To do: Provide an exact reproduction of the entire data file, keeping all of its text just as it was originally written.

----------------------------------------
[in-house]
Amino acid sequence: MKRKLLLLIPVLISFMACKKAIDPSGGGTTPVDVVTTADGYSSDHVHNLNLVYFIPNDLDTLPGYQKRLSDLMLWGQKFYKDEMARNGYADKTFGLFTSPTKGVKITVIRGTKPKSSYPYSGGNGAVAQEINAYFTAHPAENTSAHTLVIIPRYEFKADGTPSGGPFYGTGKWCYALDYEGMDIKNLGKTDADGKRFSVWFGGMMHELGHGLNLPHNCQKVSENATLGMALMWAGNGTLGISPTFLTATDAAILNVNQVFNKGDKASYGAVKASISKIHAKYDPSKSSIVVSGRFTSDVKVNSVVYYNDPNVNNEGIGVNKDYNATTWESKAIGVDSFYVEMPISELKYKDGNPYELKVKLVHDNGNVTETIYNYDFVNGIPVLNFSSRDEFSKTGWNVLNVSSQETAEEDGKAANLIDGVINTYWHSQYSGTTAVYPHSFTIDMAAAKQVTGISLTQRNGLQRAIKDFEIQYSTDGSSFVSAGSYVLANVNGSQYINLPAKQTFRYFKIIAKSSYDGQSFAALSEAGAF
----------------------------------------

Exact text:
[in-house]
Amino acid sequence: MKRKLLLLIPVLISFMACKKAIDPSGGGTTPVDVVTTADGYSSDHVHNLNLVYFIPNDLDTLPGYQKRLSDLMLWGQKFYKDEMARNGYADKTFGLFTSPTKGVKITVIRGTKPKSSYPYSGGNGAVAQEINAYFTAHPAENTSAHTLVIIPRYEFKADGTPSGGPFYGTGKWCYALDYEGMDIKNLGKTDADGKRFSVWFGGMMHELGHGLNLPHNCQKVSENATLGMALMWAGNGTLGISPTFLTATDAAILNVNQVFNKGDKASYGAVKASISKIHAKYDPSKSSIVVSGRFTSDVKVNSVVYYNDPNVNNEGIGVNKDYNATTWESKAIGVDSFYVEMPISELKYKDGNPYELKVKLVHDNGNVTETIYNYDFVNGIPVLNFSSRDEFSKTGWNVLNVSSQETAEEDGKAANLIDGVINTYWHSQYSGTTAVYPHSFTIDMAAAKQVTGISLTQRNGLQRAIKDFEIQYSTDGSSFVSAGSYVLANVNGSQYINLPAKQTFRYFKIIAKSSYDGQSFAALSEAGAF